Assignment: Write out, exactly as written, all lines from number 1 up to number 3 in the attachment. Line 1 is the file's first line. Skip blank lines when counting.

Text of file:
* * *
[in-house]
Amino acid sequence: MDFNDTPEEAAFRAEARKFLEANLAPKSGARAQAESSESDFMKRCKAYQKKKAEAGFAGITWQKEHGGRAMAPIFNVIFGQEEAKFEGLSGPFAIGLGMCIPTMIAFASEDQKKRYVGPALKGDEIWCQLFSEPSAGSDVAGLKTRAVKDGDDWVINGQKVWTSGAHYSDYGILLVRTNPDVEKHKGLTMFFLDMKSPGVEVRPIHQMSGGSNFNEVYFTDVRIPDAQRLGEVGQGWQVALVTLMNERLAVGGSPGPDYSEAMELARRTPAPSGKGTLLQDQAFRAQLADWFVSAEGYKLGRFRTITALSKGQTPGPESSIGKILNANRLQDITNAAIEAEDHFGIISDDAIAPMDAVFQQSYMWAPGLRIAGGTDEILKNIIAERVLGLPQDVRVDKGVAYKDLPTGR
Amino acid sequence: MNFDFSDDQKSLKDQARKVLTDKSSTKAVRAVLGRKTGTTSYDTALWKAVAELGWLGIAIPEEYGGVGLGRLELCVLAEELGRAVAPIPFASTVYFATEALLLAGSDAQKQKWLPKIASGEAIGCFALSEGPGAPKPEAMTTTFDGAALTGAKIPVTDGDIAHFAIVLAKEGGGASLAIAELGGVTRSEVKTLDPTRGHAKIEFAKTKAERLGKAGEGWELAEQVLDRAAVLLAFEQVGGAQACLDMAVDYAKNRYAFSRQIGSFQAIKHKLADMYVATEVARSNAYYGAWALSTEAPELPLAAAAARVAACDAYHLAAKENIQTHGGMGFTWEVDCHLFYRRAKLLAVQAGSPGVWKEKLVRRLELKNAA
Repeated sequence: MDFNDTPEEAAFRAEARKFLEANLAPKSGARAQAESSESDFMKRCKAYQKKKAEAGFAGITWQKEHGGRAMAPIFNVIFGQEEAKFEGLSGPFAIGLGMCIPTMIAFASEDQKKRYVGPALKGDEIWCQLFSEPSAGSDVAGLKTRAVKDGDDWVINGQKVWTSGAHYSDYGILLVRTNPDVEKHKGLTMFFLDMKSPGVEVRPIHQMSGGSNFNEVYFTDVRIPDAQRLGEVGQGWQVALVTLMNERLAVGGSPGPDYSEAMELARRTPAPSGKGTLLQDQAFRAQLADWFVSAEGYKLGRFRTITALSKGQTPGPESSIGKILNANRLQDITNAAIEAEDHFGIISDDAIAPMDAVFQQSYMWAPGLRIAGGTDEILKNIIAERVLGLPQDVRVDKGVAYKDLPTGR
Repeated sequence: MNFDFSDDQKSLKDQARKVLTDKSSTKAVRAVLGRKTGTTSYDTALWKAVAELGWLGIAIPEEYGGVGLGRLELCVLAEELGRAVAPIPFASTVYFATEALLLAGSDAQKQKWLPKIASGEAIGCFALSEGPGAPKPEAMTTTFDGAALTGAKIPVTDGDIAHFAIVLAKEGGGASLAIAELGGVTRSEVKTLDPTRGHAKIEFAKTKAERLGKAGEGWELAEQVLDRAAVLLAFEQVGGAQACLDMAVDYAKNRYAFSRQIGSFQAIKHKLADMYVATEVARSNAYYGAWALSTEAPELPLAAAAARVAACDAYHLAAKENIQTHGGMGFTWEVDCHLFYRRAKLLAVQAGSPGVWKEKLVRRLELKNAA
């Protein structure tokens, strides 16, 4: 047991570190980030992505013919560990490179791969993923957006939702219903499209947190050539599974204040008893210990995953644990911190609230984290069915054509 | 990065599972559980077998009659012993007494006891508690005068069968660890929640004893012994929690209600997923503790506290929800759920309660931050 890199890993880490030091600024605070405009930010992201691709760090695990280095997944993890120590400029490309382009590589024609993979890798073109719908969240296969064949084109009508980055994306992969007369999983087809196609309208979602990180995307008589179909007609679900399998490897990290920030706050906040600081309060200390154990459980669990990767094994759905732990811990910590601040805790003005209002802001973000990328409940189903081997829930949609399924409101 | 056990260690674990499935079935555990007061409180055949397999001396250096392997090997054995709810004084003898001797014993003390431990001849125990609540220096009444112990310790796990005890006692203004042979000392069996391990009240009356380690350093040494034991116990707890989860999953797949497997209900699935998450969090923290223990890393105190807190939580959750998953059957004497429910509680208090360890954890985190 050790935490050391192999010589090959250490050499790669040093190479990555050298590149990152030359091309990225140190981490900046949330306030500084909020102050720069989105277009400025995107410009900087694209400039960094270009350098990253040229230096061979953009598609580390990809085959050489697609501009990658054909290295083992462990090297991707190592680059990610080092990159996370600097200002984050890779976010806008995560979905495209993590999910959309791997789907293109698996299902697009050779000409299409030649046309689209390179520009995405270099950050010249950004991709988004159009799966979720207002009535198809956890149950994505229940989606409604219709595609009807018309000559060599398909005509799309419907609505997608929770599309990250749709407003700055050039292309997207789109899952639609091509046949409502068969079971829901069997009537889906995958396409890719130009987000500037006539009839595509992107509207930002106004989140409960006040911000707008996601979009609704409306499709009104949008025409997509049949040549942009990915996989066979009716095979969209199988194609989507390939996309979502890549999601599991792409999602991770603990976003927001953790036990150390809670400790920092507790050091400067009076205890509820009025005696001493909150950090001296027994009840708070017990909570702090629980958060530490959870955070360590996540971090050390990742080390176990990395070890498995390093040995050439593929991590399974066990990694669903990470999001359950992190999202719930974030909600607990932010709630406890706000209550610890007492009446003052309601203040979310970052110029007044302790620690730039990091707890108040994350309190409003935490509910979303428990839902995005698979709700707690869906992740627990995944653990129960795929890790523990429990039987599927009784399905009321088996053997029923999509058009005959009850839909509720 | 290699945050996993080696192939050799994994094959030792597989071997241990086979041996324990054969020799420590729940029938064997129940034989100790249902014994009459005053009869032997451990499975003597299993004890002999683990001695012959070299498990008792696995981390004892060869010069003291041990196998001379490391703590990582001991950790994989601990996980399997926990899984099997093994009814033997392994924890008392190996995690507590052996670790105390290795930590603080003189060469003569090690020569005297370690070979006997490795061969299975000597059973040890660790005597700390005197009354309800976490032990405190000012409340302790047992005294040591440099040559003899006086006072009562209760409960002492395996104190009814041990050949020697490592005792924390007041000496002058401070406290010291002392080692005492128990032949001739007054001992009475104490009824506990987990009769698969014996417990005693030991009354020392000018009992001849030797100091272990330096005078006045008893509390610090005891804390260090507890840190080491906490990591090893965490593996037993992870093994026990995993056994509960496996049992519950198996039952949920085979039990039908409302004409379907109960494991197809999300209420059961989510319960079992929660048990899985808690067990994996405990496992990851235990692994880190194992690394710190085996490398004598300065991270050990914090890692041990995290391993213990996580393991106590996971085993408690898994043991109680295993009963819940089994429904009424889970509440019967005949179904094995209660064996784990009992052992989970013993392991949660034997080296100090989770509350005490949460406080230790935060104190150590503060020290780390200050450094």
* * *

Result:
[in-house]
Amino acid sequence: MDFNDTPEEAAFRAEARKFLEANLAPKSGARAQAESSESDFMKRCKAYQKKKAEAGFAGITWQKEHGGRAMAPIFNVIFGQEEAKFEGLSGPFAIGLGMCIPTMIAFASEDQKKRYVGPALKGDEIWCQLFSEPSAGSDVAGLKTRAVKDGDDWVINGQKVWTSGAHYSDYGILLVRTNPDVEKHKGLTMFFLDMKSPGVEVRPIHQMSGGSNFNEVYFTDVRIPDAQRLGEVGQGWQVALVTLMNERLAVGGSPGPDYSEAMELARRTPAPSGKGTLLQDQAFRAQLADWFVSAEGYKLGRFRTITALSKGQTPGPESSIGKILNANRLQDITNAAIEAEDHFGIISDDAIAPMDAVFQQSYMWAPGLRIAGGTDEILKNIIAERVLGLPQDVRVDKGVAYKDLPTGR
Amino acid sequence: MNFDFSDDQKSLKDQARKVLTDKSSTKAVRAVLGRKTGTTSYDTALWKAVAELGWLGIAIPEEYGGVGLGRLELCVLAEELGRAVAPIPFASTVYFATEALLLAGSDAQKQKWLPKIASGEAIGCFALSEGPGAPKPEAMTTTFDGAALTGAKIPVTDGDIAHFAIVLAKEGGGASLAIAELGGVTRSEVKTLDPTRGHAKIEFAKTKAERLGKAGEGWELAEQVLDRAAVLLAFEQVGGAQACLDMAVDYAKNRYAFSRQIGSFQAIKHKLADMYVATEVARSNAYYGAWALSTEAPELPLAAAAARVAACDAYHLAAKENIQTHGGMGFTWEVDCHLFYRRAKLLAVQAGSPGVWKEKLVRRLELKNAA